Africa: Sub-Saharan Life Span Down by Five Years
June 21, 2006
A World Bank report, Disease and Mortality in Sub-Saharan Africa, released at the Cape Town Book Fair on Sunday said one in six African children die before reaching their fifth birthday from preventable and treatable diseases. Eduard Bos, World Bank representative, said at the launch that the report also reflected the "ravages of the appalling epidemic of HIV and AIDS," which accounted for 20.4 percent of all sub-Saharan African deaths.
The pandemic has stalled or reversed all gains made fighting communicable disorders, cancer, mental and neurological diseases. The study said malaria accounted for 10.1 percent of deaths in the region. The new edition of the study represented an advance in knowledge since the first edition was published in 1991.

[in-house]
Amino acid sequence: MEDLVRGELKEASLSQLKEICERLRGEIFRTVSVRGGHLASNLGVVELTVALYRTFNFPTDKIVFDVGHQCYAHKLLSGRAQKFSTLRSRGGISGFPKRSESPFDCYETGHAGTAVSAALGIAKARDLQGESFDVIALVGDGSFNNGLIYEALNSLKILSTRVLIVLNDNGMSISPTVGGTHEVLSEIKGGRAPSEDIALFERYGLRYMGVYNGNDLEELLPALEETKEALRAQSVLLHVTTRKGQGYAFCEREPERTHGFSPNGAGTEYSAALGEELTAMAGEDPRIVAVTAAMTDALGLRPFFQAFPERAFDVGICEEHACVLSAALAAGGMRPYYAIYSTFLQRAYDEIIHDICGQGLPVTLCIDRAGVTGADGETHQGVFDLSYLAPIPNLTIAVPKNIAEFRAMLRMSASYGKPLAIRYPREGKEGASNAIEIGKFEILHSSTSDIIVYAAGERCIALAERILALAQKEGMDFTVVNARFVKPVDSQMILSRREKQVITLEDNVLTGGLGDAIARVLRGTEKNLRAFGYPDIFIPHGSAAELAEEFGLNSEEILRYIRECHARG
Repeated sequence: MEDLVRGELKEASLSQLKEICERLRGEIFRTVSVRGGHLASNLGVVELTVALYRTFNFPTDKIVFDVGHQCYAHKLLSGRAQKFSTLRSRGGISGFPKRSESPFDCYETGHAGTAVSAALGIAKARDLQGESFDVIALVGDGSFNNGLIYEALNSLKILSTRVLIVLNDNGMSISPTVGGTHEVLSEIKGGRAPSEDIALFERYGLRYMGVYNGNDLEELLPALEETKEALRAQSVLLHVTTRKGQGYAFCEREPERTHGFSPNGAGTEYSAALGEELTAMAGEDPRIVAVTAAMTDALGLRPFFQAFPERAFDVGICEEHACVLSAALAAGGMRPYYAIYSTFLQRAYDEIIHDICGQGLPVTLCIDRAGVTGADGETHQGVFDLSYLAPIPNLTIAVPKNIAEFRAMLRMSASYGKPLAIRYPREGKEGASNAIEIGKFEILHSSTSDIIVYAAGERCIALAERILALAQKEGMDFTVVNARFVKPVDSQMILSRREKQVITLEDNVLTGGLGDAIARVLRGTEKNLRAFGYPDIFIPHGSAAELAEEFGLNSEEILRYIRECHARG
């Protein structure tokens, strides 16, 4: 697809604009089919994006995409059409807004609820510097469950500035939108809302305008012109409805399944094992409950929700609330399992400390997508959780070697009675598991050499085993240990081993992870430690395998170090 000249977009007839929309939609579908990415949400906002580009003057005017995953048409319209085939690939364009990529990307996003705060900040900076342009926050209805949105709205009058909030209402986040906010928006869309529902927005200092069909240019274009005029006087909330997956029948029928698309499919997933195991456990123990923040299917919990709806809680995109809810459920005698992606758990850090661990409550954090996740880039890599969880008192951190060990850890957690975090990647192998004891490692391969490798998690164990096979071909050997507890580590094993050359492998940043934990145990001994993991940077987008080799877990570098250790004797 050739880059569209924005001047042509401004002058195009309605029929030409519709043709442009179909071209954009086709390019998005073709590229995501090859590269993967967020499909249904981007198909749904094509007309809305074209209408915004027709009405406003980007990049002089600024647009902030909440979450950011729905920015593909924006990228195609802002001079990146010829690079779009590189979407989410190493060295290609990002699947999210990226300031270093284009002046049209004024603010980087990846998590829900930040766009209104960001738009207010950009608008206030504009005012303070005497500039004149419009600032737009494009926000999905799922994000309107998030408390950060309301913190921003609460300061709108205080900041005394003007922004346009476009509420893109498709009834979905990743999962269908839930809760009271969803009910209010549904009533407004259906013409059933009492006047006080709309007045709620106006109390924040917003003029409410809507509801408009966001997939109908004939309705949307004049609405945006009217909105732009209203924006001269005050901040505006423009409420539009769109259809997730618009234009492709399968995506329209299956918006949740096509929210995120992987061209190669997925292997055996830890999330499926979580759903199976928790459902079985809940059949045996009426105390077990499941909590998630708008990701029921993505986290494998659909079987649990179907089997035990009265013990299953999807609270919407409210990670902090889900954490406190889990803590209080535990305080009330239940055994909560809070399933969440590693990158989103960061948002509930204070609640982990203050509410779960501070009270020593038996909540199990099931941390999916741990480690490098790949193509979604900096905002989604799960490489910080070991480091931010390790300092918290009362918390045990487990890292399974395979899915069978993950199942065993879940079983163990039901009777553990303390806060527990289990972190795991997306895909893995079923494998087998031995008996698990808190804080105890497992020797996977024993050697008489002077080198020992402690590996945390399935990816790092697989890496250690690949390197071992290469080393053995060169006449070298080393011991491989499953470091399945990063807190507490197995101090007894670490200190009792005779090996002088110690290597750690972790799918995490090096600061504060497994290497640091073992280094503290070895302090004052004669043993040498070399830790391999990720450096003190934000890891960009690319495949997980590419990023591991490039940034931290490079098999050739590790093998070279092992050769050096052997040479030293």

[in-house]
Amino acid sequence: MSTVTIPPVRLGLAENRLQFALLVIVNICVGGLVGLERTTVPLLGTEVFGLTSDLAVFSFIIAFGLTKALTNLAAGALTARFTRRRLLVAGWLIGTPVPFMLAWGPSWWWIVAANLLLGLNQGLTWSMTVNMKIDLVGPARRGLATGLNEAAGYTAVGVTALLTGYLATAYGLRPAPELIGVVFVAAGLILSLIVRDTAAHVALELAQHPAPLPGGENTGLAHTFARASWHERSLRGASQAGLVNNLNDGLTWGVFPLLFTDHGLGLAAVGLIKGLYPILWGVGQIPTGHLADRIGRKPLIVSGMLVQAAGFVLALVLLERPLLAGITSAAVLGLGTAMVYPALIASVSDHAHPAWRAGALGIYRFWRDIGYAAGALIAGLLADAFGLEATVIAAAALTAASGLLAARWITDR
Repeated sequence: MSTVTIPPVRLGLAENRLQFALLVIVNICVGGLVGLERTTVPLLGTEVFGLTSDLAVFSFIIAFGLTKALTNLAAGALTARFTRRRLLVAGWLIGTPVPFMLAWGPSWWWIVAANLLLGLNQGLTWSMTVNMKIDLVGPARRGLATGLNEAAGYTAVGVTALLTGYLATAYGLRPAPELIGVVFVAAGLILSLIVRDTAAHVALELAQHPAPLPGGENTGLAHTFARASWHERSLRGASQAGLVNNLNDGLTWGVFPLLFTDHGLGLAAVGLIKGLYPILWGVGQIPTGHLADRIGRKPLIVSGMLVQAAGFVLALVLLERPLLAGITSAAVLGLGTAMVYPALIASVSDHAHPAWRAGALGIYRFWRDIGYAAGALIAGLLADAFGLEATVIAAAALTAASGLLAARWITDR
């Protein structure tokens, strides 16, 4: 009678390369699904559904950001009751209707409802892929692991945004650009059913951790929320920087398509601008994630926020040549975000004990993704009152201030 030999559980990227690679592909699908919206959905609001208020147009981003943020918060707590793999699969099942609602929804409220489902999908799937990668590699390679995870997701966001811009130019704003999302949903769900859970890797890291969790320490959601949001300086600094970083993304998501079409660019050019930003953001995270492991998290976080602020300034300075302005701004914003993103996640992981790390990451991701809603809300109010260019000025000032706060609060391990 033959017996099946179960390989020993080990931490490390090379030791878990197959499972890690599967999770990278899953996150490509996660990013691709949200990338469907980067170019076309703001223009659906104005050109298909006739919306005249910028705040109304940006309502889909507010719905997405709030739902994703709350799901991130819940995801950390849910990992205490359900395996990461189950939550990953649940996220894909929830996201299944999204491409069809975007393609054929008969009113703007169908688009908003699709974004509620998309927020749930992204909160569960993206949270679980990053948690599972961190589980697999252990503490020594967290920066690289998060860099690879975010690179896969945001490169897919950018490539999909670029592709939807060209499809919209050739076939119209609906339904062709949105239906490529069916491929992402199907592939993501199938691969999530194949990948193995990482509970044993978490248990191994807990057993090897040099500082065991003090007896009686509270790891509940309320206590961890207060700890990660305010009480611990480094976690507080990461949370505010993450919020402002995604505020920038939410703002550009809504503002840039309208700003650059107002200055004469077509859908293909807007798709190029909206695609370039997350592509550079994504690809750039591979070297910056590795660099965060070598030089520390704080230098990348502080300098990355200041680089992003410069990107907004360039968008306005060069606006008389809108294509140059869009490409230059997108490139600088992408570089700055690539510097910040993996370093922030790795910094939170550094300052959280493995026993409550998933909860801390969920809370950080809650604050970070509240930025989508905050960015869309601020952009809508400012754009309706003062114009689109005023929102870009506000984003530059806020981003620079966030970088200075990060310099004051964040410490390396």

"The potential impact of HIV/AIDS was anticipated in that year, but the current volume documents the depth and breadth of the burden that the epidemic is inflicting on Africa," Bos said. Life expectancy has declined almost five years since the early 1990s.
Bos noted that illness and deaths from other causes have changed against the backdrop of HIV/AIDS and that more countries in the region are now faced with a dual burden of disease.
"While illness caused by infectious diseases persists, especially among poor people, non-communicable diseases such as heart disease, diabetes, and cancers are rapidly increasing due to changes in lifestyle and aging of some populations," Bos said.
Business Day (Johannesburg)
06.20.06; Linda Ensor
This article was provided by U.S. Centers for Disease Control and Prevention. It is a part of the publication CDC HIV/Hepatitis/STD/TB Prevention News Update. Visit the CDC's website to find out more about their activities, publications and services.